Battleford Industrial School Cemetery now a provincial heritage site

The Battleford Industrial School Cemetery, resting place to at least 74 children, is now a provincial heritage site.

At least 74 children died and were buried at site between 1883 and 1914

At least 74 children who died while attending the school are buried on the former grounds of the site. (Bridget Yard/CBC )

The Battleford Industrial School Cemetery has been granted provincial heritage status by the Saskatchewan government, a move the government said can serve as an educational experience about Canadian history and Indigenous peoples.

The cemetery is the final resting place of at least 74 people, most of them children who died while attending the school between 1883 and 1914.

"At least it's got some protection now," Eleanore Sunchild, a Battlefords-based lawyer, said of the site.

Sunchild has been helping residential school survivors file independent assessment claims for almost a decade and has heard stories from descendants of the Battleford school passed down as oral histories.

The site is controlled by a landowner who lives in another province. The trail into the site is owned by local Oblates, laymen who live in the nearby Roman Catholic monastery as part of a religious community.

Sunchild said the designation is a long time coming. Going forward, she would like to work with the landowner — Alberta resident Wayne Kopp — to increase accessibility to the site for students and others.

Sunchild said there is significant interest from schools looking to take students to see the site and its cenotaph.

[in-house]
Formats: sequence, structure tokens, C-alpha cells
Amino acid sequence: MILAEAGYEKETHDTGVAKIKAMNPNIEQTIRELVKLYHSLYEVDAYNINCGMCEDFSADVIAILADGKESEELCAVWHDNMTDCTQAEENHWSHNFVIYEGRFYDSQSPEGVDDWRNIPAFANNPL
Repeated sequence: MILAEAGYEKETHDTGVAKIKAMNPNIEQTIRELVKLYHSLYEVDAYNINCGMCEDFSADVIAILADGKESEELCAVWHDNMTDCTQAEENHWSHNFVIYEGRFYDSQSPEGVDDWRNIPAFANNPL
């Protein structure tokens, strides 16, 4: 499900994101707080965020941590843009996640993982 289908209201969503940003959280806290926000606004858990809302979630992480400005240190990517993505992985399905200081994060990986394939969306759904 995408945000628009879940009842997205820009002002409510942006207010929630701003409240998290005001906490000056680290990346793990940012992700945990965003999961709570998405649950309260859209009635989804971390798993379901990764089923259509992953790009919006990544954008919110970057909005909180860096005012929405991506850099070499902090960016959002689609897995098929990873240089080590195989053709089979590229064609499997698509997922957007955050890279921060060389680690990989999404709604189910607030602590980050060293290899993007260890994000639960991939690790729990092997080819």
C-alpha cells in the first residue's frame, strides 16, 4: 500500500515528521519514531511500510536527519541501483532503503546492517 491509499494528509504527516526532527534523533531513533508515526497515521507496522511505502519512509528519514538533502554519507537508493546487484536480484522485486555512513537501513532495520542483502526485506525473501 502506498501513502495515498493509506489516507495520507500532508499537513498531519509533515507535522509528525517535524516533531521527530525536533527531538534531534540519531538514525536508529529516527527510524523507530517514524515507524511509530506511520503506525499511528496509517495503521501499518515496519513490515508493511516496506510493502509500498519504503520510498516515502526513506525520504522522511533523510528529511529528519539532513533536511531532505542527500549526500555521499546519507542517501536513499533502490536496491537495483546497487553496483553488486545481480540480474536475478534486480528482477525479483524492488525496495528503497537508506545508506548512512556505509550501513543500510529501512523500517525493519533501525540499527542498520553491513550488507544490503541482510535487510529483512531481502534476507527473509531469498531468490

Benedict Feist, lawyer and member of the Battleford Industrial School Commemorative Association along with Sunchild, said the group has worked with the landowner in the past for certain events like Orange Shirt Day.

"We're all working toward the same goal," Feist said of the ongoing process. 

Feist noted there are several Indigenous communities surrounding the Battlefords and although the Industrial School wasn't the only residential school in the area, it was the first one funded by the federal government.

"Before this school, they just provided grants to churches and stuff like that — but this was the first school that was opened up at the direction of the Department of Indian Affairs," Feist said.

"It's just historically important and it started here in the Battlefords."

"Commemorating those who lost their lives, language and culture through residential schools is an important step for our province on the path toward reconciliation," Gene Makowsky, minister of parks, culture and sport, said in a press release on Monday.

The cemetery had already been designated a municipal heritage site. 

With files from Bridget Yard